Skip to main content

Thank you for visiting You are using a browser version with limited support for CSS. To obtain the best experience, we recommend you use a more up to date browser (or turn off compatibility mode in Internet Explorer). In the meantime, to ensure continued support, we are displaying the site without styles and JavaScript.

Materials science

Phase-shifters magnified

Some solids naturally fluctuate between two structural forms; now researchers have followed such a transformation directly at atomic resolution in a copper sulphide nanorod. Understanding this process at the atomic scale might lead to the rational design of novel materials that exploit such transformations, such as memory-storage materials.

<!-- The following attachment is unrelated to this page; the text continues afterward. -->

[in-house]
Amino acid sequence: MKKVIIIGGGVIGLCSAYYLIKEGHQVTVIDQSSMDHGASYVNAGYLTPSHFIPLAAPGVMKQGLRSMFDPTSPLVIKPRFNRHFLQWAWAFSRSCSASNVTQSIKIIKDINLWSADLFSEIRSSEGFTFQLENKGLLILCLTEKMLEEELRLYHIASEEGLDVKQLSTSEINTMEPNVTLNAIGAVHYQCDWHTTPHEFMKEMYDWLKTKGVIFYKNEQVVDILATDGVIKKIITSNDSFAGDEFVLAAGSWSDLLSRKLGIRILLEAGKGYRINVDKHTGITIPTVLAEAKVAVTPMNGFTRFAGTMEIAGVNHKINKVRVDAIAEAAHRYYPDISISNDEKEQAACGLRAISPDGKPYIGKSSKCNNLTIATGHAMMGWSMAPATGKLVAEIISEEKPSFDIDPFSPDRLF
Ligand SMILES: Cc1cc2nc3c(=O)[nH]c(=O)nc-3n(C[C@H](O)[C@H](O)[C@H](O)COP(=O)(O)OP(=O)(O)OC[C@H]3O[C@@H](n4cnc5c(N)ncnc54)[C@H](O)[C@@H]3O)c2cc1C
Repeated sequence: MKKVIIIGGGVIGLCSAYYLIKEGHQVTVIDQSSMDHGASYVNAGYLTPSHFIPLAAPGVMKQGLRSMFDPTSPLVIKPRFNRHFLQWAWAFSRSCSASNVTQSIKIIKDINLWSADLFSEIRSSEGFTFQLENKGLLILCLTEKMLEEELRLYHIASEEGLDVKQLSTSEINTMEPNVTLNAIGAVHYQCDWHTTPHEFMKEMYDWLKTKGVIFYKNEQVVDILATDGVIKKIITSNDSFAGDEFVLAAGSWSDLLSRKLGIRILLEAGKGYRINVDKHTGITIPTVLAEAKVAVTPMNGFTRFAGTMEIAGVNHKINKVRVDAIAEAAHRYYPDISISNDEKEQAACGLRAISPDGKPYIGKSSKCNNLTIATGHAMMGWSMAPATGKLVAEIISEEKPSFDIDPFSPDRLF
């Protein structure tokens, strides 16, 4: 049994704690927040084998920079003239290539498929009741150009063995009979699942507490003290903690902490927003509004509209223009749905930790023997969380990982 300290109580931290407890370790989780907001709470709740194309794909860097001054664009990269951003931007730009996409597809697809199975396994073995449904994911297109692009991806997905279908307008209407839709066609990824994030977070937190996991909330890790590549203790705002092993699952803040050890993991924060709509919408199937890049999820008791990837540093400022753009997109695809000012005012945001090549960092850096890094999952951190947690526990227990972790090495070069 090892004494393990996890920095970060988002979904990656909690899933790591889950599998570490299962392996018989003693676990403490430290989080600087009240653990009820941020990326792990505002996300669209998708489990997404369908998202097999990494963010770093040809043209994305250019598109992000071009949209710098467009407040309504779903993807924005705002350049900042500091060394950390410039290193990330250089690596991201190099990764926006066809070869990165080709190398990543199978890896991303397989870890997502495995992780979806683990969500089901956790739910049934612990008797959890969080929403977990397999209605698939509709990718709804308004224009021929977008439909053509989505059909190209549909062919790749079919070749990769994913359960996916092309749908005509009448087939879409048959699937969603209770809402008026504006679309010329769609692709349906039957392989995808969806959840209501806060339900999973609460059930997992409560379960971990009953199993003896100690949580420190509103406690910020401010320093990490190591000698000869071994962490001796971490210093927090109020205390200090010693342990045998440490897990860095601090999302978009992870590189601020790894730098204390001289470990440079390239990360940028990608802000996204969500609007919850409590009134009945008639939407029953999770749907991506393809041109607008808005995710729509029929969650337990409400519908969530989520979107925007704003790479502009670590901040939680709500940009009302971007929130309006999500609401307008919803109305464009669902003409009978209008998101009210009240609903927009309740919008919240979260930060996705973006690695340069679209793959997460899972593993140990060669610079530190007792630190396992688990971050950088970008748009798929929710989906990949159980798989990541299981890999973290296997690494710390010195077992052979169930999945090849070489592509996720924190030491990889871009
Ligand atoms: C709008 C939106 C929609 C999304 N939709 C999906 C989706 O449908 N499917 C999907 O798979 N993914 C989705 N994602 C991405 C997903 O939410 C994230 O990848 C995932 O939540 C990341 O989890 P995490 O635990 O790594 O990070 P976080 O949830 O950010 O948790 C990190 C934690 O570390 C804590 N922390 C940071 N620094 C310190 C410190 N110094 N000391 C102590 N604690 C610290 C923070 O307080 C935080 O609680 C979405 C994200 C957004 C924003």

Haimei Zheng and Paul Alivisatos at the Lawrence Berkeley National Laboratory in Berkeley, California, and their colleagues used high-resolution transmission electron microscopy to watch copper sulphide nanorods oscillate between two solid-phase structures when heated by an electron beam. The transition occurred just above room temperature, and the material oscillated a number of times before its structure reached a stable configuration. Defects in the material strongly influenced the dynamics of the transformation by partitioning the nanorod into different domains, each with a different oscillation frequency.

Science 333, 206–209 (2011)

Rights and permissions

Reprints and Permissions

About this article

Cite this article

Phase-shifters magnified. Nature 475, 143 (2011).

Download citation


Quick links